Heart's Desire, the sequal to Beginner's Luck, does represent a big improvement, especially when it comes to characterization. Perhaps part of it is that most of the Stockton family's wackiness was revealed in the first book, and author Laura Pederson wisely doesn't feel the need to create any more quirks.
Despite this, Heart's Desire does retain the manufactured feel of Beginner's Luck in many respects. The plots seem less like real problems and more like stage business for the amusing characters. Hallie's quest to lose her virginity, yet discomfort every time she has the chance, seems logical enough if not terribly interesting. Her belief that her desire for sex makes her a sex maniac is familiar, though I felt that way at thirteen and seventeen-year-old Hallie seems a little old to be that sheltered.
She also spends the summer trying desperately to earn money*, bemoaning the fact that she won't be able to go to school unless she gets $10,000 somehow. Meanwhile, her legal guardians spend much of the book collapsing into Heppelwhite chairs and talking about their expensive doodads. It's not that Hallie is too proud to take money from them, as far as I can tell the subject never even comes up, or if it does and I missed it, it certainly isn't a big point. I'm sorry, if I loved a college age kid and saw her struggling to get the money for her education, I'd sell a couple of oriental carpets and an antique vase or two and let her go. At one point, the alcoholic monkey goes on a rampage and destroys thousands of dollars in antiques. It doesn't even occur to Hallie that what the monkey destroyed could have paid for her schooling, a detail that struck me as quite unrealistic.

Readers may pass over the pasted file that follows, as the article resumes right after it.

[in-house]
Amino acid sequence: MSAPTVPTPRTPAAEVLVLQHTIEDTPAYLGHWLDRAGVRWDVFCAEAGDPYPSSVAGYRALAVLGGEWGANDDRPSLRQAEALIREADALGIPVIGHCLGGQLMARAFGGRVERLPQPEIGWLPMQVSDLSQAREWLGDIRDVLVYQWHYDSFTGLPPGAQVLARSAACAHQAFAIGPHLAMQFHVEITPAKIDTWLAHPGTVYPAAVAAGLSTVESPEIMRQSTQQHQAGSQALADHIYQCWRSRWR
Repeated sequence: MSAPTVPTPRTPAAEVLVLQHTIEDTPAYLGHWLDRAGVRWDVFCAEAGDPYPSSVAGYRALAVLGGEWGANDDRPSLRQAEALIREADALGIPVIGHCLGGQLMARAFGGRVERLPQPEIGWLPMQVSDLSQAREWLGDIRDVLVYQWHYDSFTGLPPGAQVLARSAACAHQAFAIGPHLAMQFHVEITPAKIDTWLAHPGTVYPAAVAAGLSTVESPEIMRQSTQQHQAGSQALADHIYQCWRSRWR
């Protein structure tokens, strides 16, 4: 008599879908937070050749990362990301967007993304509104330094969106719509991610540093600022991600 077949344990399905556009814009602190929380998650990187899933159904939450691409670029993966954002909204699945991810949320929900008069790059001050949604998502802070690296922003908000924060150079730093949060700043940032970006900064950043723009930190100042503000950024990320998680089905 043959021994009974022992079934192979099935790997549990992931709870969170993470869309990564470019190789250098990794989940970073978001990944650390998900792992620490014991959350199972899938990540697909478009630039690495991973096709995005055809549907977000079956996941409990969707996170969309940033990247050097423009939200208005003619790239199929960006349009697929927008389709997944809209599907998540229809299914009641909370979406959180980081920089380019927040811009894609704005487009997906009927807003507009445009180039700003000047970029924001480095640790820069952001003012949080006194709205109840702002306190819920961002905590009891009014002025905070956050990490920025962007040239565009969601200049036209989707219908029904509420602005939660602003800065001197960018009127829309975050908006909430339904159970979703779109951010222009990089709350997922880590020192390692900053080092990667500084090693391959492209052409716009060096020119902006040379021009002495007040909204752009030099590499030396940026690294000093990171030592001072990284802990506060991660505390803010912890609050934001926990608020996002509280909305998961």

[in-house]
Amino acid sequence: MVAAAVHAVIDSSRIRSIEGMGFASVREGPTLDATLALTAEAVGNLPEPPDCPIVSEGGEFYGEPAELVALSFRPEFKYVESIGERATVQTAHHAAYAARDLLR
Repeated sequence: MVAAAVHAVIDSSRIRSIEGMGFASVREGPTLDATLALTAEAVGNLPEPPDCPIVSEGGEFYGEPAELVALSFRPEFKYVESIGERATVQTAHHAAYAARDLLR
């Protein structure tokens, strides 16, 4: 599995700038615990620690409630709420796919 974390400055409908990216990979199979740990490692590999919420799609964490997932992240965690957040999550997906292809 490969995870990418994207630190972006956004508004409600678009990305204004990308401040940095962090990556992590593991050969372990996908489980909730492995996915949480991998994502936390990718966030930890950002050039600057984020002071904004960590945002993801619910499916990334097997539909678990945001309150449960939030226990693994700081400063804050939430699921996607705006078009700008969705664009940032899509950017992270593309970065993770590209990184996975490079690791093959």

Several plots resolve themselves by someone "off screen" changing his/her mind about something important for insufficient-sounding reasons. The reader hears about the climactic decision after the fact, and sometimes in a convoluted way. It's not even Deus Ex Machina, it's more like Deus-Ex-What-Just-Happened?
Miss Kitty mentioned in the comments that the third book is OK. From the book jacket, my guess is that she's right, particularly since it sounds like it has a darker tone. Humor is not this author's thing. Almost none of the banter sounds natural and most of the jokes are extremely tired. But some of the dramatic scenes were quite good and kept me reading.
Olivia's still the only Unitarian in the book as far as I recall. She's still the stereotyped church social justice lady. Jokes about how UUs aren't religious are still old.
I should emphasize that the minor characters are quite well-drawn and seem reasonable and interesting, Hallie's poker group especially.
On Friday, I will review the last book in the series so far.
*TheCSO pointed out that if a girl really wants to lose her virginity and earn money the same summer, something can often be worked out. Don't worry, I hit him with the book.